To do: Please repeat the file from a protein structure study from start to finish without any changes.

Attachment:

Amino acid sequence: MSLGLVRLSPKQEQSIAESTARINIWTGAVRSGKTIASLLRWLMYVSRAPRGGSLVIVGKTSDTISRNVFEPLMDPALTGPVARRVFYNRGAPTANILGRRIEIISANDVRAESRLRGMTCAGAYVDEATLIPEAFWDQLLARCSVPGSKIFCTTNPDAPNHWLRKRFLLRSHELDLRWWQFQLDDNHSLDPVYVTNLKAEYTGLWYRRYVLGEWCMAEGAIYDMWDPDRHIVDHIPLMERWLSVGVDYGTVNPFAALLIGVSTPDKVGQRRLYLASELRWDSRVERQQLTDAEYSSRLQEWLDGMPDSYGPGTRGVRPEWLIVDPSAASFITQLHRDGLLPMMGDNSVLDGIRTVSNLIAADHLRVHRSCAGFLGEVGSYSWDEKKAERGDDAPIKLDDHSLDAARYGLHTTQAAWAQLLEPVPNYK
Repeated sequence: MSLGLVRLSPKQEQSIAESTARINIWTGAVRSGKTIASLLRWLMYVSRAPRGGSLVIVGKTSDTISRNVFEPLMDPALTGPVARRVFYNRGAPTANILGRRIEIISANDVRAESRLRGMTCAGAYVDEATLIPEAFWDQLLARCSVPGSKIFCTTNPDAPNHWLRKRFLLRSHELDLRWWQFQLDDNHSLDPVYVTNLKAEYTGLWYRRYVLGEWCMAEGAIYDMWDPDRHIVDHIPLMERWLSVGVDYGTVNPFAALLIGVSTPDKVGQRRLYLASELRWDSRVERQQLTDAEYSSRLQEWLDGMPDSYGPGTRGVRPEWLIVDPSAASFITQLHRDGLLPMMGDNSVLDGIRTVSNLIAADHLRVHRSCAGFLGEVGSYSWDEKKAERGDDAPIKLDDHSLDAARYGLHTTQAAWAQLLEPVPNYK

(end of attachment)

Amino acid sequence: MSLGLVRLSPKQEQSIAESTARINIWTGAVRSGKTIASLLRWLMYVSRAPRGGSLVIVGKTSDTISRNVFEPLMDPALTGPVARRVFYNRGAPTANILGRRIEIISANDVRAESRLRGMTCAGAYVDEATLIPEAFWDQLLARCSVPGSKIFCTTNPDAPNHWLRKRFLLRSHELDLRWWQFQLDDNHSLDPVYVTNLKAEYTGLWYRRYVLGEWCMAEGAIYDMWDPDRHIVDHIPLMERWLSVGVDYGTVNPFAALLIGVSTPDKVGQRRLYLASELRWDSRVERQQLTDAEYSSRLQEWLDGMPDSYGPGTRGVRPEWLIVDPSAASFITQLHRDGLLPMMGDNSVLDGIRTVSNLIAADHLRVHRSCAGFLGEVGSYSWDEKKAERGDDAPIKLDDHSLDAARYGLHTTQAAWAQLLEPVPNYK
Repeated sequence: MSLGLVRLSPKQEQSIAESTARINIWTGAVRSGKTIASLLRWLMYVSRAPRGGSLVIVGKTSDTISRNVFEPLMDPALTGPVARRVFYNRGAPTANILGRRIEIISANDVRAESRLRGMTCAGAYVDEATLIPEAFWDQLLARCSVPGSKIFCTTNPDAPNHWLRKRFLLRSHELDLRWWQFQLDDNHSLDPVYVTNLKAEYTGLWYRRYVLGEWCMAEGAIYDMWDPDRHIVDHIPLMERWLSVGVDYGTVNPFAALLIGVSTPDKVGQRRLYLASELRWDSRVERQQLTDAEYSSRLQEWLDGMPDSYGPGTRGVRPEWLIVDPSAASFITQLHRDGLLPMMGDNSVLDGIRTVSNLIAADHLRVHRSCAGFLGEVGSYSWDEKKAERGDDAPIKLDDHSLDAARYGLHTTQAAWAQLLEPVPNYK